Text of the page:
Munich's Oberwiesenfeld has provided a landing area for balloons and airships since the end of the 19th century. With the increased number of aircraft, the Oberwiesenfeld airfield was used as a military airfield from 1909, and from 1920 it also functioned for civil air traffic. The Oberwiesenfeld airfield, however, was unable to meet the steadily growing demands of air traffic: For example, the airfield was not fenced in, which resulted in disruptions for onlookers and also made customs clearance for international air traffic simply impossible.

In 1927, the Munich city council therefore issued a planning order for the expansion of the Oberwiesenfeld airfield into a “first-order airport”. The area north of the Nymphenburg-Biederstein Canal was declared an airfield.

Four years later, on May 3rd, 1931, the first fully functional Munich Airport in Oberwiesenfeld was celebrated with a major flight day and almost 100,000 visitors.

In the past 4 years, a large aircraft hangar, as well as handling and administration buildings, were built partly in wood.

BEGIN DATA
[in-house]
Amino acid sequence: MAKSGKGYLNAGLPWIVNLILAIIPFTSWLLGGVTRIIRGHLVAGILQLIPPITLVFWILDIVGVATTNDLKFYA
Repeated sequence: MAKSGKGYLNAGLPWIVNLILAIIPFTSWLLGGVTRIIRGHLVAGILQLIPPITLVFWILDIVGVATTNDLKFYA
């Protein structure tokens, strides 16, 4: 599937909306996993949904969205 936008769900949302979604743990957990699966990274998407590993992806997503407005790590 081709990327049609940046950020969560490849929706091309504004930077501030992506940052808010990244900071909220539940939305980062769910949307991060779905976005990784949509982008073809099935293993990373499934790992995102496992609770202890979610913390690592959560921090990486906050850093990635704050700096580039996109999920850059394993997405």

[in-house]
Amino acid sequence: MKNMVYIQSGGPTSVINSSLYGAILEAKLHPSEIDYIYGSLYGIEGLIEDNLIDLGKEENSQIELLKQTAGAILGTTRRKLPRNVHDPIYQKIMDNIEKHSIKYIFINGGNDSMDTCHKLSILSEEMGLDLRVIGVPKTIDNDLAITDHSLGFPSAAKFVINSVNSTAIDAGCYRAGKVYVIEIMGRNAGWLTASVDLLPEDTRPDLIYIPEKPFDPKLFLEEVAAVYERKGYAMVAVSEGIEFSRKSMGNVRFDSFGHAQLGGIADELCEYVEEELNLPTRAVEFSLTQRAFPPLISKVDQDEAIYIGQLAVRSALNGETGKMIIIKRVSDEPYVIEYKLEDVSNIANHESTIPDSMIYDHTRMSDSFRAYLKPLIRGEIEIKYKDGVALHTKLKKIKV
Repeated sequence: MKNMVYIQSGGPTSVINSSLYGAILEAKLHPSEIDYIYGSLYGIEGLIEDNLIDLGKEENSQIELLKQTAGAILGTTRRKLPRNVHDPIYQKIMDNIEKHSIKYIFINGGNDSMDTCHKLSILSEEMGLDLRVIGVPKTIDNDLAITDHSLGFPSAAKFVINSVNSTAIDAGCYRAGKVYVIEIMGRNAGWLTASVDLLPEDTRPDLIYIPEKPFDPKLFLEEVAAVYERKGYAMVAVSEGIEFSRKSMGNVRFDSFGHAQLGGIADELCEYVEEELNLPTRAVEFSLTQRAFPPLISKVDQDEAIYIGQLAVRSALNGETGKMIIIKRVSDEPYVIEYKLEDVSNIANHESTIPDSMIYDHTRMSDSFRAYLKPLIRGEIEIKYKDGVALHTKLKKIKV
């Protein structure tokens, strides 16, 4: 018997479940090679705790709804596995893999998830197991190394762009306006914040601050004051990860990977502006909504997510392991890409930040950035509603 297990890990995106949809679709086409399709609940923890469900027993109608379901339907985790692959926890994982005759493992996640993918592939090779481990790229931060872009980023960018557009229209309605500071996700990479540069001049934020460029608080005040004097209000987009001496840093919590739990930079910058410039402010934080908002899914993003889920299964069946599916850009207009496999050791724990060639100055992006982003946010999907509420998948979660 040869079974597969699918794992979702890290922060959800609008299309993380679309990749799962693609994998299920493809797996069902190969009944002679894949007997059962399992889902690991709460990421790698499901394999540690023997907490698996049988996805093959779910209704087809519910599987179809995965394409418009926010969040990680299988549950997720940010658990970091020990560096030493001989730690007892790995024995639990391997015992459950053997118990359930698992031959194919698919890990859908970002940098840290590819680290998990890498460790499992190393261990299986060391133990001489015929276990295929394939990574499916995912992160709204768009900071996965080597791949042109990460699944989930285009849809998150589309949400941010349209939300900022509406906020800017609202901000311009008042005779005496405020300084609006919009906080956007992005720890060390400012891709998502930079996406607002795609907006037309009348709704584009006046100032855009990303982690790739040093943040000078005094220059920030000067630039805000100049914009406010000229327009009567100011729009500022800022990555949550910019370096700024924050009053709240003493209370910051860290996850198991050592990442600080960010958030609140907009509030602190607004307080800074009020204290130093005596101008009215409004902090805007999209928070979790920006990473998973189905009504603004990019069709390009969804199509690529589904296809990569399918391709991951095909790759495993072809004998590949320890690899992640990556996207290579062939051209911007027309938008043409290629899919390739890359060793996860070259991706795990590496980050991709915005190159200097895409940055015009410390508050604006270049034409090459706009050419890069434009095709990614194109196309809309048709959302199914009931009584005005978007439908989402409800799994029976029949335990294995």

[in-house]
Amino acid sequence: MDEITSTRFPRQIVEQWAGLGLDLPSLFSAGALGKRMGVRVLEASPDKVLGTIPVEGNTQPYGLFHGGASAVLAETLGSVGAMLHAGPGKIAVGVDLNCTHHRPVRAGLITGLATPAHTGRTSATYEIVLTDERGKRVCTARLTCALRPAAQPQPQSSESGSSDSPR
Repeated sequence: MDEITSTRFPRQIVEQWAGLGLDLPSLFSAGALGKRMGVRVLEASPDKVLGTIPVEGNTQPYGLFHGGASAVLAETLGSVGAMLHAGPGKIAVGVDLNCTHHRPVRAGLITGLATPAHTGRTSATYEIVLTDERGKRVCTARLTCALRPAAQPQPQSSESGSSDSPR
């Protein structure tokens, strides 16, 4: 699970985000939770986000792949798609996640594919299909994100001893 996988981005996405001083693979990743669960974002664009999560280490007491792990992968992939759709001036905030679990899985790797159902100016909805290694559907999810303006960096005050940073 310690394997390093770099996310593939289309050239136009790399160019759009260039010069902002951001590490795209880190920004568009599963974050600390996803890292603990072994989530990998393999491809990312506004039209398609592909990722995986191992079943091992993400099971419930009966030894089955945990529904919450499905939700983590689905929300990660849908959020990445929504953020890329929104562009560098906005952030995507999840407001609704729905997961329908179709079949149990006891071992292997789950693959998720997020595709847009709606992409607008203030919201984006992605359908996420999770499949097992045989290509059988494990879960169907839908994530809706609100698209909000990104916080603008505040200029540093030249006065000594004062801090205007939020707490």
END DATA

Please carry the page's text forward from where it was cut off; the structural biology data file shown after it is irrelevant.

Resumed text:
But shortly after the opening ceremony, it turns out that Oberwiesenfeld Airport will reach its capacity limits in the medium term due to significant advances in aviation. While around 16,000 passengers were handled in Oberwiesenfeld in 1932, the number of annual passengers tripled in the next 5 years to around 40,000 passengers per year. Since it was not possible to expand Oberwiesenfeld Airport because of its location, an area south of the localities of Riem and Feldkirchen and north of Kirchtrudering and Haar was designated as the new airport location in 1936.

After Munich Airport was relocated to Munich Riem, Oberwiesenfeld Airport continued to operate and was used by the US Army from 1945 to 1957. Private flight operations on the Oberwiesenfeld were finally discontinued in 1968 because the area was needed for the Olympic Park for the 1972 Summer Olympics.